COPENHAGEN – Location and timing – that's all that matters in the end, and the folks at Climate Action Network had the market cornered Tuesday.
Six o'clock at the end of a long second day here at the Bella Center and delegates, activists, press and observers were starting to file out. The exodus came to a halt just short of the exit, where the CAN folks were presenting – with near-Oscar-style glitz – their Fossil of the Day Award.
The crowd swelled, overflowed, ultimately came to a complete halt – storm run-off hitting a clogged street drain. The mass soon dwarfed the audience suffering through the far more august – and deadly dull – plenary session of the Subsidiary Body for Scientific and Technological Assistance, happening simultaneously across the cavernous convention center.
Cell phones and digital cameras were raised. Necks craned. The CAN folks, dressed in tuxedo, dinner gown and – inexplicably – a mermaid suit, had a captive audience, and the show was on.
Out came a cello. Song and dance numbers followed. A call-and-response to get the crowd worked up, a drum roll, countdown, then fake acceptance speeches. Activist theater on a high level.
Other campaigns situated nearby but completely eclipsed by the hullabaloo could only smile grimly.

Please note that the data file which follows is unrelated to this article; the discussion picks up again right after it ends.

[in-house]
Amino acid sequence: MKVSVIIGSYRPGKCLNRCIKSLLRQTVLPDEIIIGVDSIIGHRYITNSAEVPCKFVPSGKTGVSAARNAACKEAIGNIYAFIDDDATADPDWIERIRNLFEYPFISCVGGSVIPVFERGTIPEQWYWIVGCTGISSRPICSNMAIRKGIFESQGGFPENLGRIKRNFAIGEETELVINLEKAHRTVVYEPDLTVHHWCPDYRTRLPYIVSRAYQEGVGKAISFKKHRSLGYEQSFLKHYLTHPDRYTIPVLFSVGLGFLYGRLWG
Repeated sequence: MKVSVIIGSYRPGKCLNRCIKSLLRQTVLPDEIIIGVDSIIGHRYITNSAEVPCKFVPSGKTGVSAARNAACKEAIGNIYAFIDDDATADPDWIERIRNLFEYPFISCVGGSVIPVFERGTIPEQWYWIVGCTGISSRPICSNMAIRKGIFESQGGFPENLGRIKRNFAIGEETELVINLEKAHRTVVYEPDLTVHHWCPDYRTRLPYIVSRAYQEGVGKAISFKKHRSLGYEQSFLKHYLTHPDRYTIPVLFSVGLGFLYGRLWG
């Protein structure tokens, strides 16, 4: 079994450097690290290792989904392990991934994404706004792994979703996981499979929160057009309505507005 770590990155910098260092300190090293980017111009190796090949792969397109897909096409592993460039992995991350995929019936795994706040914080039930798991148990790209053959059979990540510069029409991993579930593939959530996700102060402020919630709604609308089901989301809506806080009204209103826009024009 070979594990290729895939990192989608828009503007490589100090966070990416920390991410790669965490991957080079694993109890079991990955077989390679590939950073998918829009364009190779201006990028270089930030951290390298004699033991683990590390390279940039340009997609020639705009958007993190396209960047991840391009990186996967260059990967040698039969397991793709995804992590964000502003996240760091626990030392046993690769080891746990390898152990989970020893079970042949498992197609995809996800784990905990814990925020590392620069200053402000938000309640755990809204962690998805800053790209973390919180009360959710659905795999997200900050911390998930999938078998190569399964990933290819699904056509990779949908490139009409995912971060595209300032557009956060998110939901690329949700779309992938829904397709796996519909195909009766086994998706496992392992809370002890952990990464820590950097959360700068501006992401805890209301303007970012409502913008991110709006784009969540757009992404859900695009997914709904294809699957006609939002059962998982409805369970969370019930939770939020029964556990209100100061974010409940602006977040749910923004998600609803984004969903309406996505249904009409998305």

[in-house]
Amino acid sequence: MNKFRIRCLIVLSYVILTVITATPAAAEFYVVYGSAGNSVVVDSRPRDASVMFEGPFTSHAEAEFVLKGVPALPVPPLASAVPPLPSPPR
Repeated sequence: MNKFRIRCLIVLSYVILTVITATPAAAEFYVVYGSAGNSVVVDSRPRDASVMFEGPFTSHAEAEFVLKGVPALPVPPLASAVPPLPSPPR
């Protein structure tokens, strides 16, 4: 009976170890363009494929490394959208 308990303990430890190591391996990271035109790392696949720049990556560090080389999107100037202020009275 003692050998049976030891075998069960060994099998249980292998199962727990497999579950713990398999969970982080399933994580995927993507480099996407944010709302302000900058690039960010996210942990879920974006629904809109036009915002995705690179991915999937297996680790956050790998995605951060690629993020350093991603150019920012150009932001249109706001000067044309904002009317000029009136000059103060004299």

CAN's mock award goes daily to the country or countries that campaigners feel are doing the most to obstruct progress in the global climate talks. Ukraine walked away with top honors for what CAN described as the "worst emissions reduction target in the world" – a 20 percent chop from 1990 levels. In reality, CAN said, that's a 75 percent increase from current levels, given the drop-off in industrial production following the Soviet collapse.
"In the negotiations, people are starved for a little bit of drama," said one of the emcees, Katharine Trajan of Canada. "Plus you get a bite-sized bit of information about what happened during the talks today."
In many ways the best theater – and the human side to climate change – is found a half-hour's bus ride from the sterile, tightly controlled Bella Center.
At the center of Copenhagen, in and around a slightly down-at-the-heels swim center, is the KlimaForum – the people's climate forum. It's a all-admitted, global civil society counterpart to the official United Nation's conference.
And it has a distinctly different vibe.
Here the dress is a bit rougher. The laptops have more stickers. The food is far more exciting – spicy South American dishes instead of drab ham sandwiches.
The content was quite different. A pounding techno beat throbbed from one of the theater rooms, while scattered fliers promoted a one-day workshop, "Awakening the Dreamer" (promising a "profound inquiry into how we might realize a bold vision").
Andreas Molgaard and Eriko Matsumura of London's Extreme Design Lab had tacked a dozen black pillows to the wall. On each was artwork from a British schoolchild aged 12-15 picturing a worst-case scenario for the future.
"It was amazing to tick the box that said design could be art of the debate," Molgaard said.
The KlimaForum's mission is quite similar to goal at the UN's Bella Center: Identify solutions that accommodate all people.
But with the world's attention focused across town, is anyone noticing?
"I haven't been able to engage directly with industry decision-makers," Molgaard said. "But hopefully it's the right time and place."
The KlimaForum continues at Copenhagen's DGI-Byen center through Dec. 18.